Depending on the band’s arrangements and playing style, levels of some inputs may need to change from song to song, and for in-ear mixers this may require more work than is typical when wedge mixing. Inserting compressors in some channels may help, but it may be more effective to simply mix the show, as one would at FOH. The hardest decisions will be which sends are going to be pre-fader and which will be post. Anyone still on wedges will be better off pre-fader, because they’ll require fewer inputs and level changes, and it’s best to make each IEM performer’s “me” inputs pre as well.

A frequent problem with singers using IEMs is that they quickly learn that they can back off the mic and then ask for more level, a trick they can’t get away with on wedges. The result is more stage wash into the vocal mic, which makes the FOH engineer’s job harder and rarely improves the monitor mix. My solution is to open each singer’s input up all the way and then offer to turn other inputs down in the mix. Plus, you can surreptitiously turn a singer’s vocal down in his or her own mix, which usually gets him or her to hug the mic during quiet songs when he or she might otherwise back off.

Stereo mixes are vastly superior to mono for in-ear monitoring. It is much easier to identify the various components in a mix when they are panned across a stereo sound field, and stereo can help keep monitor levels lower, which will reduce ear fatigue and conserve hearing. Check this for yourself by switching a headphone mix back and forth from stereo to mono.

As mentioned above, it is easy to make an in-ear mix sound better by inserting a stereo graphic EQ. The response of the actual IEM driver may not be perfect, and most musicians will have some differences in the response of their ears, but minor EQ tweaks can quickly improve the perceived sound without having to change anything else. In fact, boosting highs to compensate for high-end roll-off in either an ear-mold or a wireless will provide a Dolby-like mechanism to cover up some of the noise in a wireless system. Wireless users can even walk over and tweak their own mix. After using mix EQ for a while with ear monitors, you may learn quite a bit about the combination of your hearing and the IEM products you’ve chosen.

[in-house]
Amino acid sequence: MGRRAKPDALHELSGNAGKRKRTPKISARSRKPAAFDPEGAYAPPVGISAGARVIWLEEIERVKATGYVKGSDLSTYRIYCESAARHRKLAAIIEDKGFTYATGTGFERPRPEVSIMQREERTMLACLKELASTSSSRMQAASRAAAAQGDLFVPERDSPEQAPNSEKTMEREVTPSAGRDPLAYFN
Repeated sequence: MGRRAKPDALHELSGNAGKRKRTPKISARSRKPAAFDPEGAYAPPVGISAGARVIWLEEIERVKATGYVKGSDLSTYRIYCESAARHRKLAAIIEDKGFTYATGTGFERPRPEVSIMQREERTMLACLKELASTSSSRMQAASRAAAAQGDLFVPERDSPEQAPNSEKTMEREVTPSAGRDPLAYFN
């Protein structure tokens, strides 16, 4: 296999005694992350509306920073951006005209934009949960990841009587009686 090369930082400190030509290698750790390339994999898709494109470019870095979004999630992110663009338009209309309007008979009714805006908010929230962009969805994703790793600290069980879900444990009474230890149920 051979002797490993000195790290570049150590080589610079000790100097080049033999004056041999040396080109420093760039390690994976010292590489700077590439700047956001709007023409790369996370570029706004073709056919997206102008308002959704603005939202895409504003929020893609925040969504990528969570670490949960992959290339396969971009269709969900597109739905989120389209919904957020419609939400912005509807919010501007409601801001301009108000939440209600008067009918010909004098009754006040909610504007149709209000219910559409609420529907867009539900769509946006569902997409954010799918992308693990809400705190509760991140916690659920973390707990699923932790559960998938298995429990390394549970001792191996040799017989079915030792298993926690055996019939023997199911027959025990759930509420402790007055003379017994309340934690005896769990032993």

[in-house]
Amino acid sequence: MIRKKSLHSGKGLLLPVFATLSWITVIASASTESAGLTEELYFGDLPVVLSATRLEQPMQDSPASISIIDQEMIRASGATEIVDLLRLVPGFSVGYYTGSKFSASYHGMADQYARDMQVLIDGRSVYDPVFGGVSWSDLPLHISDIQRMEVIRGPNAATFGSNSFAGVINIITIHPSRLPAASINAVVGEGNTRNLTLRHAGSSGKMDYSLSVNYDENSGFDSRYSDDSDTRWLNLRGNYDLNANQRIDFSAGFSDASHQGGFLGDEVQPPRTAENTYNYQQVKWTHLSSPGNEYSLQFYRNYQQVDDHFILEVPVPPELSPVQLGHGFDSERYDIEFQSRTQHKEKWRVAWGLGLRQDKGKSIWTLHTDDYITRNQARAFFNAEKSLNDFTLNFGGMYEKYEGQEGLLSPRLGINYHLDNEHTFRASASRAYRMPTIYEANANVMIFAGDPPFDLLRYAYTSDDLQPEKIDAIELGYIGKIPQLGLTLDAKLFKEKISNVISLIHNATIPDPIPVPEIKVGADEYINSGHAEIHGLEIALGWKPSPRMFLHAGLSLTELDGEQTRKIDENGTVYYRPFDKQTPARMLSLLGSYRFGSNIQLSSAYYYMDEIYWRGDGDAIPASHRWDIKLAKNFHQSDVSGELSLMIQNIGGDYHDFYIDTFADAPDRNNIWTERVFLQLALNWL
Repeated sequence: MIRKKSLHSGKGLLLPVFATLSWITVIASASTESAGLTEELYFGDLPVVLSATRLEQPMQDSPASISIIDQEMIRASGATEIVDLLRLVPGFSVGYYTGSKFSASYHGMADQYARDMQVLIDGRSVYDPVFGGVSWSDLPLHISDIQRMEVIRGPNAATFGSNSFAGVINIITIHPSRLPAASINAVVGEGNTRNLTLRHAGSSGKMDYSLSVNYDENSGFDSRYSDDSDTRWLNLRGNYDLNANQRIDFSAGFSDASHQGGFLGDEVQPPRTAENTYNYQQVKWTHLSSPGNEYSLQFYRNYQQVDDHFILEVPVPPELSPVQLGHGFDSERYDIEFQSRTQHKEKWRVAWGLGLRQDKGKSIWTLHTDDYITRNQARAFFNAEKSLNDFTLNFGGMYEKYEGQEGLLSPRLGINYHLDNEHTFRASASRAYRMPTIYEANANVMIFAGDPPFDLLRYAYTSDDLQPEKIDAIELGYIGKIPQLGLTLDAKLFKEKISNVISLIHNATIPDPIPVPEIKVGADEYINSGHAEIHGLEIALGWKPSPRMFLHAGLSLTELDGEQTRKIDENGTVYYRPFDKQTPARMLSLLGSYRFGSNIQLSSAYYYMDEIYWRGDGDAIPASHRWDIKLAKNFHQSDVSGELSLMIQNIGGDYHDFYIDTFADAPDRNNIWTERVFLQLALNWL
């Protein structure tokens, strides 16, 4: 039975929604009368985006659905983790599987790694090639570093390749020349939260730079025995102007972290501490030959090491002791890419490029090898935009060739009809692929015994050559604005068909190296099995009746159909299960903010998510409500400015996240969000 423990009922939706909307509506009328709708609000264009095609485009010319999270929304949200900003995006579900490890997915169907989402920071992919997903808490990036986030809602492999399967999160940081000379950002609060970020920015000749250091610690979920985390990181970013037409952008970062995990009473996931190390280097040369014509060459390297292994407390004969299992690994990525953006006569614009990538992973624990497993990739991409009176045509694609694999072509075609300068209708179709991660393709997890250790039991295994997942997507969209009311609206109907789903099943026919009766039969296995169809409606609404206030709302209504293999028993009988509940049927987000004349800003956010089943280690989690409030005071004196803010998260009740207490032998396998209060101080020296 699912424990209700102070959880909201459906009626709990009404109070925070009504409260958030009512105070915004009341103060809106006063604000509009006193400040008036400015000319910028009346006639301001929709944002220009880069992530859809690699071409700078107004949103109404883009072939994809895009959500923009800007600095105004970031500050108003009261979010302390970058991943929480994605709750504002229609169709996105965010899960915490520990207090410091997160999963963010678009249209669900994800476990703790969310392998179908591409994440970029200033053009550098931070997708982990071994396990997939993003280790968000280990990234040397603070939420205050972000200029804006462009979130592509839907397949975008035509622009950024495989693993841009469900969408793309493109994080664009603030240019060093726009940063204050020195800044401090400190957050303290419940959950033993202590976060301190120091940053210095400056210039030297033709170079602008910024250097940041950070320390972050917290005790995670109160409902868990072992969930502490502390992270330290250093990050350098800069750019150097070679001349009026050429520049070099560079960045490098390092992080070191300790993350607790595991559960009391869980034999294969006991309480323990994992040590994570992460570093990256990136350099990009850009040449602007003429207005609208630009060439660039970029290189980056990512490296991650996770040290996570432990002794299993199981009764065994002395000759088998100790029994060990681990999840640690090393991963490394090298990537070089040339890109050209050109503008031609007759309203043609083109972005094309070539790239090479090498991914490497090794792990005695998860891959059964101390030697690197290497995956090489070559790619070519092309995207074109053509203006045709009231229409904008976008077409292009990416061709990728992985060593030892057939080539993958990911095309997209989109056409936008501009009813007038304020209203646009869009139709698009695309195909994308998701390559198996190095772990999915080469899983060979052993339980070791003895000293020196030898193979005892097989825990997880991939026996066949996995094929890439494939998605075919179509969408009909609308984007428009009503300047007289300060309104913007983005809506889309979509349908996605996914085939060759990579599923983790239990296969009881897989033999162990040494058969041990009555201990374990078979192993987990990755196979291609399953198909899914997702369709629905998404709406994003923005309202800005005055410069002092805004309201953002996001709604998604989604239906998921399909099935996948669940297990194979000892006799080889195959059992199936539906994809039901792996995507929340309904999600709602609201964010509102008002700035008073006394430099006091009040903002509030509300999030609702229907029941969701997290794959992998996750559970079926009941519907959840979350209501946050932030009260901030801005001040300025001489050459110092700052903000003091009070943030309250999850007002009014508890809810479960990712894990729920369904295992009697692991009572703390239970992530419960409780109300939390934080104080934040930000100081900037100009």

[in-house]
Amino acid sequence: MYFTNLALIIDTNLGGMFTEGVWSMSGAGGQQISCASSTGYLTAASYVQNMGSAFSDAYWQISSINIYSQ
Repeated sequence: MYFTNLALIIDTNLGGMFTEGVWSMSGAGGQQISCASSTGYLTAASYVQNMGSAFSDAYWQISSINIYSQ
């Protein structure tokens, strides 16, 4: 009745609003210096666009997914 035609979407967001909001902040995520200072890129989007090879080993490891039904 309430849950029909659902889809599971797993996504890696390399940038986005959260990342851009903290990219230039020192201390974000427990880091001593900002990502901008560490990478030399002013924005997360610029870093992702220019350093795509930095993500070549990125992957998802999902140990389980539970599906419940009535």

There are no shortcuts to quality. Though technology has improved over the past decade, the more expensive products tend to perform better. Once you put transducers right into your ears, the quality of all the components in a monitor system becomes more easily apparent. The mic preamps in most live consoles are satisfactory when heard through speakers, but the differences between desks are easily heard when listened to in the isolation offered by good in-ear systems. These differences are especially noticeable with vocals. The use of outboard studio-quality mic pre’s for the money channels can provide a better listening experience.

Similarly, the qualities of digital reverbs are more easily heard on in-ear monitors. Most performers will enjoy hearing a little reverb on their voice or instrument, but sharing reverbs can be cumbersome and confusing, and simply inserting a reverb in the overall mix is not sufficient. Dedicated quality reverbs allow the operator to give each performer exactly the mix he or she wants.